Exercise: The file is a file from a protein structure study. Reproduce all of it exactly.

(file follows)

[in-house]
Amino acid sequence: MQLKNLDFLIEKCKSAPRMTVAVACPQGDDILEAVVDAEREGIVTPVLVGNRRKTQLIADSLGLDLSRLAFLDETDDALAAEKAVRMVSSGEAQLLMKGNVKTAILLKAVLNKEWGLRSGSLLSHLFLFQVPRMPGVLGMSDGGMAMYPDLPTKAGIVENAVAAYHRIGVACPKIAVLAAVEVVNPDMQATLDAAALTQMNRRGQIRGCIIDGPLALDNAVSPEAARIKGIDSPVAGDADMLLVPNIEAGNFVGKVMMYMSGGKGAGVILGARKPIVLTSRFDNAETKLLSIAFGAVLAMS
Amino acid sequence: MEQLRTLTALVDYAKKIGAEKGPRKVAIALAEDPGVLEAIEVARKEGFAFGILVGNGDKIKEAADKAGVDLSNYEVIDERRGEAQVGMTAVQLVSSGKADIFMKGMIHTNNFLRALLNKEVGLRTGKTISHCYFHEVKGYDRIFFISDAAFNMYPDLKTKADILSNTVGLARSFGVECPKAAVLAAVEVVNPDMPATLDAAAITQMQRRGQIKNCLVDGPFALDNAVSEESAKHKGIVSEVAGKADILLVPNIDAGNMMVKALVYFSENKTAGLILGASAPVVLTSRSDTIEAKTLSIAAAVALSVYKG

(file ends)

[in-house]
Amino acid sequence: MQLKNLDFLIEKCKSAPRMTVAVACPQGDDILEAVVDAEREGIVTPVLVGNRRKTQLIADSLGLDLSRLAFLDETDDALAAEKAVRMVSSGEAQLLMKGNVKTAILLKAVLNKEWGLRSGSLLSHLFLFQVPRMPGVLGMSDGGMAMYPDLPTKAGIVENAVAAYHRIGVACPKIAVLAAVEVVNPDMQATLDAAALTQMNRRGQIRGCIIDGPLALDNAVSPEAARIKGIDSPVAGDADMLLVPNIEAGNFVGKVMMYMSGGKGAGVILGARKPIVLTSRFDNAETKLLSIAFGAVLAMS
Amino acid sequence: MEQLRTLTALVDYAKKIGAEKGPRKVAIALAEDPGVLEAIEVARKEGFAFGILVGNGDKIKEAADKAGVDLSNYEVIDERRGEAQVGMTAVQLVSSGKADIFMKGMIHTNNFLRALLNKEVGLRTGKTISHCYFHEVKGYDRIFFISDAAFNMYPDLKTKADILSNTVGLARSFGVECPKAAVLAAVEVVNPDMPATLDAAAITQMQRRGQIKNCLVDGPFALDNAVSEESAKHKGIVSEVAGKADILLVPNIDAGNMMVKALVYFSENKTAGLILGASAPVVLTSRSDTIEAKTLSIAAAVALSVYKG